Adenoviral Diversity and Possible Host Jumps in a Colony of South American Fur Seals (Arctophoca australis) and Humboldt Penguins (Spheniscus humboldti)
American Association of Zoo Veterinarians Conference 2013
Galaxia Cortés-Hinojosa1, MV, MSc; Michael J. Adkesson2, DVM, DACZM; Susana Cárdenas-Alayza2,3, MSc; Mauricio Seguel4, MV; Héctor Pavés5, PhD; Thomas B. Waltzek6, DVM, PhD; James F.X. Wellehan Jr.1, DVM, PhD, DACZM, DACVM
1Department of Small Animal Clinical Sciences, College of Veterinary Medicine, University of Florida, Gainesville, FL, USA; 2Chicago Zoological Society, Brookfield Zoo, Brookfield, IL, USA; 3Center for Environmental Sustainability, Cayetano-Heredia University, Lima, Peru; 4Department of Pathology, College of Veterinary Medicine, University of Georgia, Athens, GA, USA; 5Laboratory of Studies on Biology and Conservation of Aquatic Mammals and Sea Birds, Universidad Austral de Chile, Valdivia, Chile; 6Department of Infectious Diseases and Pathology, University of Florida, Gainesville, FL, USA


Adenoviruses are found in diverse vertebrates, with high level of host fidelity. In general, the most significant pathology due to intranuclear DNA viruses is associated with host jumps. To date, members of the genus Mastadenovirus have only been found in mammal hosts, and the genus Aviadenovirus has only been found in birds.1 There has been a large investigative bias towards human adenoviruses, leading to a poor understanding of greater adenoviral diversity and ecology. Only 2 adenoviral species have been described in Carnivora, Canine adenovirus and California sea lion adenovirus.2,3 Canine adenovirus may be a host jump from a bat adenovirus.3 Little is understood about cospeciation of adenoviruses in the Carnivora linage. We investigated the diversity of adenoviruses in breeding colonies of South American fur seals (SAFS, Arctophoca australis) from two populations, one in Peru (Punta San Juan Marine Protected Area, 15°22’S, 75°12’W) and the other in Chile (Guafo Island, 43°36’S, 74°43’W). Screens using nested pan-adenoviral primers have identified 4 Mastadenoviruses and 4 Aviadenoviruses. Concurrent investigation of adenoviruses in Humboldt penguins (HP, Spheniscus humboldti) at the same Peruvian site identified 3 Mastadenoviruses, 2 Aviadenoviruses, and 3 Siadenoviruses. One Aviadenovirus has been detected in both HP and SAFS. This is the first report of Aviadenoviruses in mammals or Mastadenoviruses in birds, and suggests that further viral diversity studies in sites with high density mixed species populations is warranted.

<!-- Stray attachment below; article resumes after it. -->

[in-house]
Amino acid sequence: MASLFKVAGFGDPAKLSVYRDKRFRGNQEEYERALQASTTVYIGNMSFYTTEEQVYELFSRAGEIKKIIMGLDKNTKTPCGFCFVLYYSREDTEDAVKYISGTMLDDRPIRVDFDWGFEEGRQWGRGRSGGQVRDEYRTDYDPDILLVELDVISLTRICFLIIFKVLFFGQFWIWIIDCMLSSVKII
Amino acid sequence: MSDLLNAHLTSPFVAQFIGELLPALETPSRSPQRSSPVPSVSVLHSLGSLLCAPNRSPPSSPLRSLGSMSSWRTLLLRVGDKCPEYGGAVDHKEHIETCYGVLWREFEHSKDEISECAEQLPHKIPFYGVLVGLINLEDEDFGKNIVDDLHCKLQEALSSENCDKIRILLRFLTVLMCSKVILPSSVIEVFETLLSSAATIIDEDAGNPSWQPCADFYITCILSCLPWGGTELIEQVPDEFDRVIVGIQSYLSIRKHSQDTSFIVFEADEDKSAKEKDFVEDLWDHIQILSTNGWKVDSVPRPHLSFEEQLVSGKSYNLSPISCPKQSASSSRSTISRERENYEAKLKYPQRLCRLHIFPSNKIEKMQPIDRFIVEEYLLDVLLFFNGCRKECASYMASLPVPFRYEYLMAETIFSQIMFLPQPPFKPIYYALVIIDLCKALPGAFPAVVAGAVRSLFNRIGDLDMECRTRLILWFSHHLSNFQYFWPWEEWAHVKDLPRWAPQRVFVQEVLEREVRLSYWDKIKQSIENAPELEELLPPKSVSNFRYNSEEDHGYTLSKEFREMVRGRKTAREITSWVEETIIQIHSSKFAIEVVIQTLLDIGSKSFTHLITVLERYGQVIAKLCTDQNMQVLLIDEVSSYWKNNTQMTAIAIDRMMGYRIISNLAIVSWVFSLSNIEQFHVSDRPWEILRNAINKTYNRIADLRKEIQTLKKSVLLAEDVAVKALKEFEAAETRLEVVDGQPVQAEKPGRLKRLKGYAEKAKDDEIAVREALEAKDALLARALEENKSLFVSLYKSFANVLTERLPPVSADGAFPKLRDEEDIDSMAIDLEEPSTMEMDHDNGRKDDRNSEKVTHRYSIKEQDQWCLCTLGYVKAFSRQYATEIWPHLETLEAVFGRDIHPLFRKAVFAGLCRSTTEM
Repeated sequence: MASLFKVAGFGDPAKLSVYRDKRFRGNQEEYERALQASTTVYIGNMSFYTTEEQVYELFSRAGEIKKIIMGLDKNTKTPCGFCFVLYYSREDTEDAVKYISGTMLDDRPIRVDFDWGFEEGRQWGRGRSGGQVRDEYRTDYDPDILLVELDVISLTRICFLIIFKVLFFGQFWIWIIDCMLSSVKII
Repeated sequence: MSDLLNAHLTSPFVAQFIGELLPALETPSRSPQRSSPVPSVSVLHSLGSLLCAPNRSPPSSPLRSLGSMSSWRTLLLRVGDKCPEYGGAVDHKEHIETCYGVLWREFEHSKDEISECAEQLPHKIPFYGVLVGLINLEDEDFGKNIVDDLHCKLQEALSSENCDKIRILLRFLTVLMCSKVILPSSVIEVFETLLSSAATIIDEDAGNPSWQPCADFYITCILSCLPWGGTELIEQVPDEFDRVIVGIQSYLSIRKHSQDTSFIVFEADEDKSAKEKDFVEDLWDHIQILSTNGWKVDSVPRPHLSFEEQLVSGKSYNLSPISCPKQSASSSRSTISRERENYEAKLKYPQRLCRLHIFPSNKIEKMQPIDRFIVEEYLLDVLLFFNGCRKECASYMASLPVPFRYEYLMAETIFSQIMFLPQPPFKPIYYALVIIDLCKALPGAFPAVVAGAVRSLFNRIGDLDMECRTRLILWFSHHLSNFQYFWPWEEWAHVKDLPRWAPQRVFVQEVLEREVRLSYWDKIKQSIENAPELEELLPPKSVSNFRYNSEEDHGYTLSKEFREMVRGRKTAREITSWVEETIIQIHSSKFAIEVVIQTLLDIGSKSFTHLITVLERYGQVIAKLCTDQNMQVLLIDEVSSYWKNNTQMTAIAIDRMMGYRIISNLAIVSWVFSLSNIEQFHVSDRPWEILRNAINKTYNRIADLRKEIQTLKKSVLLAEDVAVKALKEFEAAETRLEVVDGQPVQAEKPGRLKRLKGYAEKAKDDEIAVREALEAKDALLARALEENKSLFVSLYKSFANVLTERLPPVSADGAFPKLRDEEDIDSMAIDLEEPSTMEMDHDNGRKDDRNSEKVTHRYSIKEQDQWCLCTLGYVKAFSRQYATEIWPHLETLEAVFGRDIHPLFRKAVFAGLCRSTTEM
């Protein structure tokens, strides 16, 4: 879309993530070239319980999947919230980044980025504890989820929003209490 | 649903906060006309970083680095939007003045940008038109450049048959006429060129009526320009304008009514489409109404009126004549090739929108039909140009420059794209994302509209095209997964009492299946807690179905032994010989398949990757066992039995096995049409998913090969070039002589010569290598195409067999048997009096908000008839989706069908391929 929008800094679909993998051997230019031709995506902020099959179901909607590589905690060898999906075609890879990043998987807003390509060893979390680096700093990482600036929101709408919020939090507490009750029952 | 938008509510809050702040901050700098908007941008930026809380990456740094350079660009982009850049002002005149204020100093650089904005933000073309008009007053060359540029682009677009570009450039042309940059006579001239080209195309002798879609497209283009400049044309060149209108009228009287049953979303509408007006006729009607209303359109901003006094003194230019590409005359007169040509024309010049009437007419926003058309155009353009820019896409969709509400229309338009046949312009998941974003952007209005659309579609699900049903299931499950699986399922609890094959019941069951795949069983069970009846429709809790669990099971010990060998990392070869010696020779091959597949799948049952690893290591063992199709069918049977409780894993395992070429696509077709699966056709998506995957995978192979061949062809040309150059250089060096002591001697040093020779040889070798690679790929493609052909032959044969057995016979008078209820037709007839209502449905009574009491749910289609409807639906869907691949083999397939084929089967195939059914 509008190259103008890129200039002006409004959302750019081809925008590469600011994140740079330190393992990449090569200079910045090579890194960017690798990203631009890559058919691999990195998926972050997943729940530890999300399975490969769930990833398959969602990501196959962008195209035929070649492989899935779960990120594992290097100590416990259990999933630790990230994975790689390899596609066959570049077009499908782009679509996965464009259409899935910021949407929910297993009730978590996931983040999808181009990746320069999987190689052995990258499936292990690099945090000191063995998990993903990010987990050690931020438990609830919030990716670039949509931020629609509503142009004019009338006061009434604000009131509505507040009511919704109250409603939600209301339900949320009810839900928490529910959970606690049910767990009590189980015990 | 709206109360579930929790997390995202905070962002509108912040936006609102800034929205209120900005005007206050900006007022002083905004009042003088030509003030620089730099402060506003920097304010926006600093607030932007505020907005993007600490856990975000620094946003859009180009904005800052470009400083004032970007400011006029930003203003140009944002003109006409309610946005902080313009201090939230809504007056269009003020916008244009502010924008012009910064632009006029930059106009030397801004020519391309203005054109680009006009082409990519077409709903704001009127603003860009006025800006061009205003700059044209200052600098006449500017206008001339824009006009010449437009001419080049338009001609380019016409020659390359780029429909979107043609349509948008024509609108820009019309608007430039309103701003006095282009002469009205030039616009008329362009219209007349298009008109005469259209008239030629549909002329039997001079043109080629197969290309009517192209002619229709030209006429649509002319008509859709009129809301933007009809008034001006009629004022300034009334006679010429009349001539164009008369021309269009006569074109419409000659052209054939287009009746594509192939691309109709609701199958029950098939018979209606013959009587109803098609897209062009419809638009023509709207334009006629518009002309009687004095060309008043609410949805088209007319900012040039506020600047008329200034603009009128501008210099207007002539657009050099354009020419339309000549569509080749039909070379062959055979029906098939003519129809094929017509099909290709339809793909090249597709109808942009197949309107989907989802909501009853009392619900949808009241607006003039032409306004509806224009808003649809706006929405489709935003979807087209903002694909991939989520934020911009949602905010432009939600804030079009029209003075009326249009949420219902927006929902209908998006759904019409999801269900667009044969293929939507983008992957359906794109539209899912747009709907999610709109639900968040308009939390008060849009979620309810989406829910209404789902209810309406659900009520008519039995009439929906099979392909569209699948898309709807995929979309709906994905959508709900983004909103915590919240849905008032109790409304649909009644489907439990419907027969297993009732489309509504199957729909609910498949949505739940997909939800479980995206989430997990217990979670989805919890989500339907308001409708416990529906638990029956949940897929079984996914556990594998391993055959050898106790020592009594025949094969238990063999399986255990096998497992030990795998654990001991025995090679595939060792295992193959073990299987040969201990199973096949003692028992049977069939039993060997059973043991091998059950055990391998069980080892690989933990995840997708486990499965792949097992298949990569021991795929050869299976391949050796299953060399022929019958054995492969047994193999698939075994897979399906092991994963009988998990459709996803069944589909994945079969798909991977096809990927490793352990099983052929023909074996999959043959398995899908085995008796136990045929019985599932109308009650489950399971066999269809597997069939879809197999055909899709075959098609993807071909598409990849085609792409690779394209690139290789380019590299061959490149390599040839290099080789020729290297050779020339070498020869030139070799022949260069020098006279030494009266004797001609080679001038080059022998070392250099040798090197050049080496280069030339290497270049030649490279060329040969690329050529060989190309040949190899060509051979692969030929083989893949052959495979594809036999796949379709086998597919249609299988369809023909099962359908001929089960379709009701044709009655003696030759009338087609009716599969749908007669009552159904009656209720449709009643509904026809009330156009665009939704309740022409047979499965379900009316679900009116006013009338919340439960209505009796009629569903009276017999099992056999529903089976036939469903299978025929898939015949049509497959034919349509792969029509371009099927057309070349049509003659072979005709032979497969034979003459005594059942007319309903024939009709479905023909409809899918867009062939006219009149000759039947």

The authors wish to thank Dr. Gwen Jankowski, Dr. Matt Allender, Marco Cardeña, and Franco Garcia for their assistance with this project. Partial funding for sample collection in Peru was provided by the Chicago Zoological Society, the Chicago Board of Trade Endangered Species Fund, and the Saint Louis Zoo WildCare Center. Funding for sample collection in Chile was provided Society for Marine Mammalogy.

Literature Cited

1.  Davison, A.J., M. Benko, and B. Harrach. 2003. Genetic content and evolution of adenoviruses. J. Gen. Virol. 84: 2895–2908.

2.  Goldstein, T., K. Colegrove, M. Hanson, and F. Gulland. 2011. Isolation of a novel adenovirus from California sea lions Zalophus californianus. Dis. Aquat. Org. 94: 243–248.

3.  Kohl, C., M. Vidovszky, K. Muhldorfer, P. Dabrowski, A. Radonic, A. Nitsche, G. Wibbelt, A. Kurth, and B. Harrach. 2012. Genome Analysis of Bat Adenovirus 2: Indications of Interspecies Transmission. J. Virol. 86: 1888–1892.


Speaker Information
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Galaxia Cortés-Hinojosa, MV, MSc
Department of Small Animal Clinical Sciences
College of Veterinary Medicine
University of Florida
Gainesville, FL, USA

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